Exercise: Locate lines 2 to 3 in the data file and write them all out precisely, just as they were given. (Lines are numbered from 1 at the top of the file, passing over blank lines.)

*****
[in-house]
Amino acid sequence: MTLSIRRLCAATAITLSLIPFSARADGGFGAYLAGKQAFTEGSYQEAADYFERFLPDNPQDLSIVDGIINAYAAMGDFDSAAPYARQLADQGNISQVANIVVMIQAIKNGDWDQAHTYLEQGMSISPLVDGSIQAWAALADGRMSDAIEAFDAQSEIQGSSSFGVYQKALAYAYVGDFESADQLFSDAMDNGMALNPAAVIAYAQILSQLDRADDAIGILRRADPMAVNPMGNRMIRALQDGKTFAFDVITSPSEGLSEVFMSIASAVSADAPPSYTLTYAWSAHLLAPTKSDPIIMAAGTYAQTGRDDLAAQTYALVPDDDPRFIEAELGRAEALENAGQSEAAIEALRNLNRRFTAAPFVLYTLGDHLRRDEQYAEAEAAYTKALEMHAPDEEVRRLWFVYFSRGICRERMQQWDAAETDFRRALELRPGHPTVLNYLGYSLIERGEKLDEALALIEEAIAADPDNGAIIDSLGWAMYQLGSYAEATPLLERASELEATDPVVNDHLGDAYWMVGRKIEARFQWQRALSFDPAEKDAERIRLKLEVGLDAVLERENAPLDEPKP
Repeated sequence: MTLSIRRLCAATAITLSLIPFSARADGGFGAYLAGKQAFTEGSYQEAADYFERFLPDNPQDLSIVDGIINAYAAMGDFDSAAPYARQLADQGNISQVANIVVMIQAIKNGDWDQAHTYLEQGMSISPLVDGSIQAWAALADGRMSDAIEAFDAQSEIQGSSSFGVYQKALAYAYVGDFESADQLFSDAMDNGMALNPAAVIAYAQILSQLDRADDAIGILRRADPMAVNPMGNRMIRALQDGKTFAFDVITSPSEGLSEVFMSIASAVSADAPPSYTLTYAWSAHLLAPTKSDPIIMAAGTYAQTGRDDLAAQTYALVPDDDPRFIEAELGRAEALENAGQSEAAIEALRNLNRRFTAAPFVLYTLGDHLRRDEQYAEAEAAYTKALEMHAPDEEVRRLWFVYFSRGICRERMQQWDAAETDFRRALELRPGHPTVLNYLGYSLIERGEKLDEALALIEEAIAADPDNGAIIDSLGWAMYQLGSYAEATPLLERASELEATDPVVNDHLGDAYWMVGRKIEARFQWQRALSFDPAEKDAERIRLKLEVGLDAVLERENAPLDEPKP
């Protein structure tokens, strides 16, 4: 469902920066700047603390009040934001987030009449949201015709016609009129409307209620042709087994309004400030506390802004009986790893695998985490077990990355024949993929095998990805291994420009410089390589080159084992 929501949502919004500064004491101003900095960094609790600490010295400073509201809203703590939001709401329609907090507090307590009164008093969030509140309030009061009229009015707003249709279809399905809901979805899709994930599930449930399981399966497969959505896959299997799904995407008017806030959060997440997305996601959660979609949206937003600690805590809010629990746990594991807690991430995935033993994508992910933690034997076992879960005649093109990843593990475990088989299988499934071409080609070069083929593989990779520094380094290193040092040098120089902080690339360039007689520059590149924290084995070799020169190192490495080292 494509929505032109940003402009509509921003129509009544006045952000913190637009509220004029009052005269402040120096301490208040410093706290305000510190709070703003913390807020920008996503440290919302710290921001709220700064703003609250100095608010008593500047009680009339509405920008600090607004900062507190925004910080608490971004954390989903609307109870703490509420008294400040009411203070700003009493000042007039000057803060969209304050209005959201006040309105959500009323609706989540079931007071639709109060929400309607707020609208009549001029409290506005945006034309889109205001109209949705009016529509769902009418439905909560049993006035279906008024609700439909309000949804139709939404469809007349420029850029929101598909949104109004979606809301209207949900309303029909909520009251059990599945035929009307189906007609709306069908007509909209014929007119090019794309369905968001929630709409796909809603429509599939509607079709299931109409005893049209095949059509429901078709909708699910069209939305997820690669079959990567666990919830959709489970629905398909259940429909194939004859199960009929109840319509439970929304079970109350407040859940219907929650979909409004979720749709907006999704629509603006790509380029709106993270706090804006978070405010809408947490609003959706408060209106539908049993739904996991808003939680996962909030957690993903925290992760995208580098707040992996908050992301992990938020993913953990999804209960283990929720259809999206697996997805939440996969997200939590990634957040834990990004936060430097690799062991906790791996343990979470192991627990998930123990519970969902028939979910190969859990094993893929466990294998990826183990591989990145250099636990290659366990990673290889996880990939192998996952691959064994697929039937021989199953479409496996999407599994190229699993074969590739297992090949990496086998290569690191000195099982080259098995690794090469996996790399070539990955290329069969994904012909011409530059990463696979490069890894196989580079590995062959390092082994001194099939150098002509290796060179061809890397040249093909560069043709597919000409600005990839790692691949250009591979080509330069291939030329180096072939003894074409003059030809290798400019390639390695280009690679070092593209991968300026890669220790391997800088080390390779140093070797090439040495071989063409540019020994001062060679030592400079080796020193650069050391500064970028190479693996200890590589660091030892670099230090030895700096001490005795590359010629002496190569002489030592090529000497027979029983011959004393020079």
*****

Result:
Amino acid sequence: MTLSIRRLCAATAITLSLIPFSARADGGFGAYLAGKQAFTEGSYQEAADYFERFLPDNPQDLSIVDGIINAYAAMGDFDSAAPYARQLADQGNISQVANIVVMIQAIKNGDWDQAHTYLEQGMSISPLVDGSIQAWAALADGRMSDAIEAFDAQSEIQGSSSFGVYQKALAYAYVGDFESADQLFSDAMDNGMALNPAAVIAYAQILSQLDRADDAIGILRRADPMAVNPMGNRMIRALQDGKTFAFDVITSPSEGLSEVFMSIASAVSADAPPSYTLTYAWSAHLLAPTKSDPIIMAAGTYAQTGRDDLAAQTYALVPDDDPRFIEAELGRAEALENAGQSEAAIEALRNLNRRFTAAPFVLYTLGDHLRRDEQYAEAEAAYTKALEMHAPDEEVRRLWFVYFSRGICRERMQQWDAAETDFRRALELRPGHPTVLNYLGYSLIERGEKLDEALALIEEAIAADPDNGAIIDSLGWAMYQLGSYAEATPLLERASELEATDPVVNDHLGDAYWMVGRKIEARFQWQRALSFDPAEKDAERIRLKLEVGLDAVLERENAPLDEPKP
Repeated sequence: MTLSIRRLCAATAITLSLIPFSARADGGFGAYLAGKQAFTEGSYQEAADYFERFLPDNPQDLSIVDGIINAYAAMGDFDSAAPYARQLADQGNISQVANIVVMIQAIKNGDWDQAHTYLEQGMSISPLVDGSIQAWAALADGRMSDAIEAFDAQSEIQGSSSFGVYQKALAYAYVGDFESADQLFSDAMDNGMALNPAAVIAYAQILSQLDRADDAIGILRRADPMAVNPMGNRMIRALQDGKTFAFDVITSPSEGLSEVFMSIASAVSADAPPSYTLTYAWSAHLLAPTKSDPIIMAAGTYAQTGRDDLAAQTYALVPDDDPRFIEAELGRAEALENAGQSEAAIEALRNLNRRFTAAPFVLYTLGDHLRRDEQYAEAEAAYTKALEMHAPDEEVRRLWFVYFSRGICRERMQQWDAAETDFRRALELRPGHPTVLNYLGYSLIERGEKLDEALALIEEAIAADPDNGAIIDSLGWAMYQLGSYAEATPLLERASELEATDPVVNDHLGDAYWMVGRKIEARFQWQRALSFDPAEKDAERIRLKLEVGLDAVLERENAPLDEPKP